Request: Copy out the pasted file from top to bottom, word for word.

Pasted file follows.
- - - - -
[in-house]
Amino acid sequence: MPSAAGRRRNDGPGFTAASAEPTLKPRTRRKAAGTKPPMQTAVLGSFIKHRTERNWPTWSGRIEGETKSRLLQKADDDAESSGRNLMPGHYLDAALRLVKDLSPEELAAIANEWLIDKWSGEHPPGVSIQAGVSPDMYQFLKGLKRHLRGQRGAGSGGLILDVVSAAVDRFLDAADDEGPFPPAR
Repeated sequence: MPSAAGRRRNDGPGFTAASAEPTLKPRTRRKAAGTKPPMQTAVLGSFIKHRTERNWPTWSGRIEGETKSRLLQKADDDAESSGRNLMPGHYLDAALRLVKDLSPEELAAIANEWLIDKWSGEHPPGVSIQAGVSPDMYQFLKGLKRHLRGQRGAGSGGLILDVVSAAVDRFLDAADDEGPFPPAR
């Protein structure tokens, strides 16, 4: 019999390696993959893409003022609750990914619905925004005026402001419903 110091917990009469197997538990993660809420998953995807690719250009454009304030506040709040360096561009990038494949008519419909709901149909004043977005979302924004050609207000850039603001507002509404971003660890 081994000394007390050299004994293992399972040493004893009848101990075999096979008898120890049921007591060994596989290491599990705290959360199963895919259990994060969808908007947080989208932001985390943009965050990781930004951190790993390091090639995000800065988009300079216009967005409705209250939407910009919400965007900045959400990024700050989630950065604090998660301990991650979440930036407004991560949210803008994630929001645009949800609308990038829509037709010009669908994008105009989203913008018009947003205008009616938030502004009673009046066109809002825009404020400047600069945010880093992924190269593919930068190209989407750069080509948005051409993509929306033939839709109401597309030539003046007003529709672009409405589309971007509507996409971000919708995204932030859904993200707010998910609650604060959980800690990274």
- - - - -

[in-house]
Amino acid sequence: MPSAAGRRRNDGPGFTAASAEPTLKPRTRRKAAGTKPPMQTAVLGSFIKHRTERNWPTWSGRIEGETKSRLLQKADDDAESSGRNLMPGHYLDAALRLVKDLSPEELAAIANEWLIDKWSGEHPPGVSIQAGVSPDMYQFLKGLKRHLRGQRGAGSGGLILDVVSAAVDRFLDAADDEGPFPPAR
Repeated sequence: MPSAAGRRRNDGPGFTAASAEPTLKPRTRRKAAGTKPPMQTAVLGSFIKHRTERNWPTWSGRIEGETKSRLLQKADDDAESSGRNLMPGHYLDAALRLVKDLSPEELAAIANEWLIDKWSGEHPPGVSIQAGVSPDMYQFLKGLKRHLRGQRGAGSGGLILDVVSAAVDRFLDAADDEGPFPPAR
């Protein structure tokens, strides 16, 4: 019999390696993959893409003022609750990914619905925004005026402001419903 110091917990009469197997538990993660809420998953995807690719250009454009304030506040709040360096561009990038494949008519419909709901149909004043977005979302924004050609207000850039603001507002509404971003660890 081994000394007390050299004994293992399972040493004893009848101990075999096979008898120890049921007591060994596989290491599990705290959360199963895919259990994060969808908007947080989208932001985390943009965050990781930004951190790993390091090639995000800065988009300079216009967005409705209250939407910009919400965007900045959400990024700050989630950065604090998660301990991650979440930036407004991560949210803008994630929001645009949800609308990038829509037709010009669908994008105009989203913008018009947003205008009616938030502004009673009046066109809002825009404020400047600069945010880093992924190269593919930068190209989407750069080509948005051409993509929306033939839709109401597309030539003046007003529709672009409405589309971007509507996409971000919708995204932030859904993200707010998910609650604060959980800690990274």